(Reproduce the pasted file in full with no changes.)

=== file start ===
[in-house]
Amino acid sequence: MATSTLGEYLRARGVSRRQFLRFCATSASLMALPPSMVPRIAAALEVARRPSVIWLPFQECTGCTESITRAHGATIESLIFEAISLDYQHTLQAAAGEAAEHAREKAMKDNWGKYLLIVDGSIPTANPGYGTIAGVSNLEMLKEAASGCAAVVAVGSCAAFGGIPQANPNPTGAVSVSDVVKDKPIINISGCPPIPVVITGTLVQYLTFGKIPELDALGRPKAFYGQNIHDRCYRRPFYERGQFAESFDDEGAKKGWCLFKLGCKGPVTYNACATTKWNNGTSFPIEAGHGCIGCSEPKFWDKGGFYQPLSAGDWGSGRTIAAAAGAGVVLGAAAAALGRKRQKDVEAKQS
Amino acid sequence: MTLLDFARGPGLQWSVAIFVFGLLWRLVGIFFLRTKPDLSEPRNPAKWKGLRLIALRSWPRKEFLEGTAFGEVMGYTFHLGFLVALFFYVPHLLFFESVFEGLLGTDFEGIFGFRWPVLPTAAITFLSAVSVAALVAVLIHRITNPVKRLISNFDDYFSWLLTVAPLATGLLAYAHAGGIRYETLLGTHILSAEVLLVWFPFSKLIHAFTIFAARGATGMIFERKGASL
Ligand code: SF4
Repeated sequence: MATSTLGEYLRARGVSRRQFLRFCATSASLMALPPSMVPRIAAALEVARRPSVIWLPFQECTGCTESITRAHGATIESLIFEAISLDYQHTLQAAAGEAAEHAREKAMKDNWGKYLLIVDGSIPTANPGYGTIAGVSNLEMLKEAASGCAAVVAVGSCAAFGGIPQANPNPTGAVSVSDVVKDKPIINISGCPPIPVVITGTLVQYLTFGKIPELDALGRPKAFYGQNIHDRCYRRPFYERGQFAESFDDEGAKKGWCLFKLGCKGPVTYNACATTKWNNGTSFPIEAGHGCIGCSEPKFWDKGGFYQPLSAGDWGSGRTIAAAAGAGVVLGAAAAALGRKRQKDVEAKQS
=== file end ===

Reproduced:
[in-house]
Amino acid sequence: MATSTLGEYLRARGVSRRQFLRFCATSASLMALPPSMVPRIAAALEVARRPSVIWLPFQECTGCTESITRAHGATIESLIFEAISLDYQHTLQAAAGEAAEHAREKAMKDNWGKYLLIVDGSIPTANPGYGTIAGVSNLEMLKEAASGCAAVVAVGSCAAFGGIPQANPNPTGAVSVSDVVKDKPIINISGCPPIPVVITGTLVQYLTFGKIPELDALGRPKAFYGQNIHDRCYRRPFYERGQFAESFDDEGAKKGWCLFKLGCKGPVTYNACATTKWNNGTSFPIEAGHGCIGCSEPKFWDKGGFYQPLSAGDWGSGRTIAAAAGAGVVLGAAAAALGRKRQKDVEAKQS
Amino acid sequence: MTLLDFARGPGLQWSVAIFVFGLLWRLVGIFFLRTKPDLSEPRNPAKWKGLRLIALRSWPRKEFLEGTAFGEVMGYTFHLGFLVALFFYVPHLLFFESVFEGLLGTDFEGIFGFRWPVLPTAAITFLSAVSVAALVAVLIHRITNPVKRLISNFDDYFSWLLTVAPLATGLLAYAHAGGIRYETLLGTHILSAEVLLVWFPFSKLIHAFTIFAARGATGMIFERKGASL
Ligand code: SF4
Repeated sequence: MATSTLGEYLRARGVSRRQFLRFCATSASLMALPPSMVPRIAAALEVARRPSVIWLPFQECTGCTESITRAHGATIESLIFEAISLDYQHTLQAAAGEAAEHAREKAMKDNWGKYLLIVDGSIPTANPGYGTIAGVSNLEMLKEAASGCAAVVAVGSCAAFGGIPQANPNPTGAVSVSDVVKDKPIINISGCPPIPVVITGTLVQYLTFGKIPELDALGRPKAFYGQNIHDRCYRRPFYERGQFAESFDDEGAKKGWCLFKLGCKGPVTYNACATTKWNNGTSFPIEAGHGCIGCSEPKFWDKGGFYQPLSAGDWGSGRTIAAAAGAGVVLGAAAAALGRKRQKDVEAKQS